Miss America Used to Ban Abortion—And Still Bans Moms, Wives, and Divorcées
In September of 1999, the Associated Press reported on a shocking national development: The Miss America Pageant would lift its long-standing ban that disqualified contestants who’d been divorced or gotten an abortion.
Since 1950, the Miss America Organization (MAO) had required entrants to sign a contract stating that they had never been married or pregnant. Forty-nine years later, the organization’s newly appointed CEO Robert Beck sought to overturn that ban, instead requiring contestants to assure that they weren’t currently married, pregnant, or the “natural or adoptive parent of any child.”
The change reportedly came at the recommendation of an attorney, who advised that the policy could be in violation of New Jersey’s anti-discrimination laws. (The pageant is held annually in Atlantic City.) But despite this seemingly logical rationale, the proposed changes were met with swift and decisive backlash: “Miss America has a long history of high moral standards and traditions, and I’m opposed to anything that changes that,” Libby Taylor, the president of the National Association of Miss America State Pageants, told the AP. Several current and former contestants publicly lamented that lifting the ban would change the pageant for the worse, and somehow deprive Americans of good role models.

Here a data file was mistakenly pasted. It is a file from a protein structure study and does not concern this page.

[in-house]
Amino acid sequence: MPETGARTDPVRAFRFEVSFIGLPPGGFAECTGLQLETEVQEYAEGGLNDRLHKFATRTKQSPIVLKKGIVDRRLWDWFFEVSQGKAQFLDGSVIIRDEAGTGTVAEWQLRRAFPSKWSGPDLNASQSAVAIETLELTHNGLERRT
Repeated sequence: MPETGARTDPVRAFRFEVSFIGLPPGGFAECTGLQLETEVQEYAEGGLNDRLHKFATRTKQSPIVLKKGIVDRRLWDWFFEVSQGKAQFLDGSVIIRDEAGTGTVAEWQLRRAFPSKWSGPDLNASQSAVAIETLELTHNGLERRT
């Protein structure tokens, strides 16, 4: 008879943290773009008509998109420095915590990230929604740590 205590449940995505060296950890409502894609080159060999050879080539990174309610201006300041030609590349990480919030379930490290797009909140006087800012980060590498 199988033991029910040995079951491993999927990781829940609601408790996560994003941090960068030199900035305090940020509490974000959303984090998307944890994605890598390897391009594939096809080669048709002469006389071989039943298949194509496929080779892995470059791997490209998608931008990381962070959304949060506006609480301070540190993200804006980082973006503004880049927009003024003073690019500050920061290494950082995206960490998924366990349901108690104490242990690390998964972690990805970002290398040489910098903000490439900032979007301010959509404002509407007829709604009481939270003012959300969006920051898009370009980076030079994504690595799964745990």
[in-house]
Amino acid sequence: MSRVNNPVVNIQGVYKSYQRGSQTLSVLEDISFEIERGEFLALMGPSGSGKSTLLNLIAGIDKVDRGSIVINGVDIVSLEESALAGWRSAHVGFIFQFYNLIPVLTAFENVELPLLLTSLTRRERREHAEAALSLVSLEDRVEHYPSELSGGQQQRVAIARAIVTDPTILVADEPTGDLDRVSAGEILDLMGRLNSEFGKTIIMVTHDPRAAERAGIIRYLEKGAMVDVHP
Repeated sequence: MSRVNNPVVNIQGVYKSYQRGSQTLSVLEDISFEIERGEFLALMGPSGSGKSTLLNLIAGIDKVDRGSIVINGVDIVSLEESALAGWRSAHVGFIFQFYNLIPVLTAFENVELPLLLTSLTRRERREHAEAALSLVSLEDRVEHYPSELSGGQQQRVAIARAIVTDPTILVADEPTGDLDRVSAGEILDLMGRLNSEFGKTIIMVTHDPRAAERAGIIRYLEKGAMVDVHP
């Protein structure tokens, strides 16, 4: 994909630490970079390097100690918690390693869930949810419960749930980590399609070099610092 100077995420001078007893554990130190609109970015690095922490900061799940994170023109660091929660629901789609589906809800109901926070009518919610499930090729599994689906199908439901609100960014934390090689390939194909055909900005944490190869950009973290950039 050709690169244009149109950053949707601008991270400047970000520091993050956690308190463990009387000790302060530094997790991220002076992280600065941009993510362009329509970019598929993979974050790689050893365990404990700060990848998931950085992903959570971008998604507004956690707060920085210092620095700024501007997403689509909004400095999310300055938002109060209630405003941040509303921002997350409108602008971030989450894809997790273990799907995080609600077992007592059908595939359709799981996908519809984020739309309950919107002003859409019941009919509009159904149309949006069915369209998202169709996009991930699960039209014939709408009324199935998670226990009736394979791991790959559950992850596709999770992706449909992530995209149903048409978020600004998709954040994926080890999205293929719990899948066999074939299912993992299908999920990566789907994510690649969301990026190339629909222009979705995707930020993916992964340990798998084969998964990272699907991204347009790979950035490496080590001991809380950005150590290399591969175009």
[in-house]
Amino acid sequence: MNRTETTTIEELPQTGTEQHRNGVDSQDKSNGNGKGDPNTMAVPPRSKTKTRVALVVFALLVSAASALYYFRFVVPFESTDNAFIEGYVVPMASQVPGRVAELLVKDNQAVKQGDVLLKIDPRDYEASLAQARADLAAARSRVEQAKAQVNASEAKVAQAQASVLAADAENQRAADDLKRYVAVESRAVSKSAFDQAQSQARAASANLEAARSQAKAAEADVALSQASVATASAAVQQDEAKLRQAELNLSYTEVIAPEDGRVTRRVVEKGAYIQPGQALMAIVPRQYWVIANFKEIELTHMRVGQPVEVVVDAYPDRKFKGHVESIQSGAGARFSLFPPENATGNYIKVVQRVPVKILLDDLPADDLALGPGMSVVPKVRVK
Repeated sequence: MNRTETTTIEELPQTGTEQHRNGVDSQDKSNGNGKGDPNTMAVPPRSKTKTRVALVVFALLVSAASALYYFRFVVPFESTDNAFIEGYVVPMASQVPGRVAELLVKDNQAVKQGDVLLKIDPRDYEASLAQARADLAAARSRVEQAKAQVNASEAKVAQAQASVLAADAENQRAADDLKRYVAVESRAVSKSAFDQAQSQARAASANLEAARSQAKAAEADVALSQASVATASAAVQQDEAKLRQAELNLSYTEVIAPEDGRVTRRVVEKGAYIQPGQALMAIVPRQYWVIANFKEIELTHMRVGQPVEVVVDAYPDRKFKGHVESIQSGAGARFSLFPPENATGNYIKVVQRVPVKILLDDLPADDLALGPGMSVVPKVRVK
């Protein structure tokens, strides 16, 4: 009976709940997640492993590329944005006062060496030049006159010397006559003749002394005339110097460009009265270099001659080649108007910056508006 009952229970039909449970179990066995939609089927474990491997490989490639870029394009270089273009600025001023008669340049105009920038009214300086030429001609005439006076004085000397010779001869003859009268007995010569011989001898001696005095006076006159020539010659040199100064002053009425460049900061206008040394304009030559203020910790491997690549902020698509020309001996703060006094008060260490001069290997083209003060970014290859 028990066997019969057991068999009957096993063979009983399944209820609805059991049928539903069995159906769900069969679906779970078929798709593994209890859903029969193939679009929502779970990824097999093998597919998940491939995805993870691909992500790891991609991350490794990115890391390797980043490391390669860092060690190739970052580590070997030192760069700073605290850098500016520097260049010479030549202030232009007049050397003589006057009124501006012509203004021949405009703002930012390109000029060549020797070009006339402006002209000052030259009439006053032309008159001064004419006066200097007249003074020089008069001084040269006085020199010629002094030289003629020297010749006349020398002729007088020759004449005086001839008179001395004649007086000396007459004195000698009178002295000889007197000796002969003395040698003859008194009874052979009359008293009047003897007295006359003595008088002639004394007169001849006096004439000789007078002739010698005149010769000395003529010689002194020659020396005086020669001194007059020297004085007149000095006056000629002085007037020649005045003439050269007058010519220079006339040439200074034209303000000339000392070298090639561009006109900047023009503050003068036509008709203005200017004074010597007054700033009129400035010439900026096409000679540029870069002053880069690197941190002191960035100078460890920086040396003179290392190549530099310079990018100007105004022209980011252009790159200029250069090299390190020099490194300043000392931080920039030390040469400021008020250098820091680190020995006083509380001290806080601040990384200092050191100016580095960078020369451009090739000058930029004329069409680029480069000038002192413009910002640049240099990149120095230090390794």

The individual state chapters of MAO sued their parent organization in an effort to maintain the ban, and the national organization acquiesced, delaying the policy change for a year. Then, two weeks later, Robert Beck was fired.